Ciphers: Hiding in Plain Sight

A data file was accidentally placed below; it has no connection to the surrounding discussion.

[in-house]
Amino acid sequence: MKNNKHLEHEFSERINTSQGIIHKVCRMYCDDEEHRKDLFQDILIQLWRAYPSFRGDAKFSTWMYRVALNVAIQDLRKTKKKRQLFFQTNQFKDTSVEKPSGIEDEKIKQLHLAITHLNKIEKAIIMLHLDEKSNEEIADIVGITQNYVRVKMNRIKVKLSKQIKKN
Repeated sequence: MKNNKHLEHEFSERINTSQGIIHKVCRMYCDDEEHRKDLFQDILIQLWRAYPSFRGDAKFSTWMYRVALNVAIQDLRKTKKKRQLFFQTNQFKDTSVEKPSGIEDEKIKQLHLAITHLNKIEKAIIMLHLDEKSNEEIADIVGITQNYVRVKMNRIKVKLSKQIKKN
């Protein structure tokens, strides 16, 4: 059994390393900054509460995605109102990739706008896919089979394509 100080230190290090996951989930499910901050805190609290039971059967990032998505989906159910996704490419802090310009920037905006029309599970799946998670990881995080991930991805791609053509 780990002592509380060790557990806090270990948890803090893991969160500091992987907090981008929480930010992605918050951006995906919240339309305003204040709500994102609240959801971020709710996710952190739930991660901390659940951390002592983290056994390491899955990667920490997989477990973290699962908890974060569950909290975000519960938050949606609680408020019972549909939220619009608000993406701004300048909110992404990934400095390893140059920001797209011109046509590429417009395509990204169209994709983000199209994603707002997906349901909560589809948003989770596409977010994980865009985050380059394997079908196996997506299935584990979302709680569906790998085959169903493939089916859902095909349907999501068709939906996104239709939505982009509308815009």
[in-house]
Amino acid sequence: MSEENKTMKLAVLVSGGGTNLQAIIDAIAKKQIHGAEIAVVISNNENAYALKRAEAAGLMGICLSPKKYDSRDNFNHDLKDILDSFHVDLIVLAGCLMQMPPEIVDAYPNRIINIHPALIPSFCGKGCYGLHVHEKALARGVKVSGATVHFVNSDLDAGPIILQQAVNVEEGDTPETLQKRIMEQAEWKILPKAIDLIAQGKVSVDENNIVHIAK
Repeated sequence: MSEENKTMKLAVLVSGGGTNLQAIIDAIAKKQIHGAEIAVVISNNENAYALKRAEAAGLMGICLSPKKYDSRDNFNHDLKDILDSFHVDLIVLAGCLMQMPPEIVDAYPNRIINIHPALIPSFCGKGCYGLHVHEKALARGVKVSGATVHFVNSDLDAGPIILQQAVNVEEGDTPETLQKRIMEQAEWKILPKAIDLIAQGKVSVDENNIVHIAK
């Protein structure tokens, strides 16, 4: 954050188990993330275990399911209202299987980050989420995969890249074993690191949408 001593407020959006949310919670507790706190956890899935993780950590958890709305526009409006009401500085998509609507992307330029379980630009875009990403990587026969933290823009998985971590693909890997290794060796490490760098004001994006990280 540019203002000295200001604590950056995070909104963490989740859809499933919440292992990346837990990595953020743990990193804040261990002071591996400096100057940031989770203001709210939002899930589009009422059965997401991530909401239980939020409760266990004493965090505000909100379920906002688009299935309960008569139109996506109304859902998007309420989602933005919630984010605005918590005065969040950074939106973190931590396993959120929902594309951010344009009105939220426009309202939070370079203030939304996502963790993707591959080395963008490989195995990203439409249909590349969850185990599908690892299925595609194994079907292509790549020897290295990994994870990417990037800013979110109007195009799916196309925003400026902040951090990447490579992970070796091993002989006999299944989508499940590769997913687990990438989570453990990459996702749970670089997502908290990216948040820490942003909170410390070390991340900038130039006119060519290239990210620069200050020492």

My last post talked about cryptography, its motivation and its primitive techniques. In this post, we shall learn about modern security techniques and how they keep us secure. We will touch upon the mathematical basis behind modern cryptography, talk about symmetric key cryptography and talk about a technique for exchanging secrets out in the open known as the Diffie-Hellman key exchange. To start off the discussion, I would like you to consider the following situation. Alice is a diplomat in a foreign country and has some sensitive information that she would like to communicate to Bob, her superior. The only means of communication available to Alice is a phone line that she and Bob knows is constantly being monitored and eves dropped on. How could Alice and Bob communicate a message in a secure manner starting from this state? We saw in the last post how, with some pre-decided shared secret (such as a codebook when using a substitution cipher), one could attempt to obscure a message and make it hard (but not too hard) to guess. More curiously, starting with no secret state between the two parties, is it possible to establish a secret codebook? In other words, sharing no secrets beforehand, is it possible to begin sharing a secret?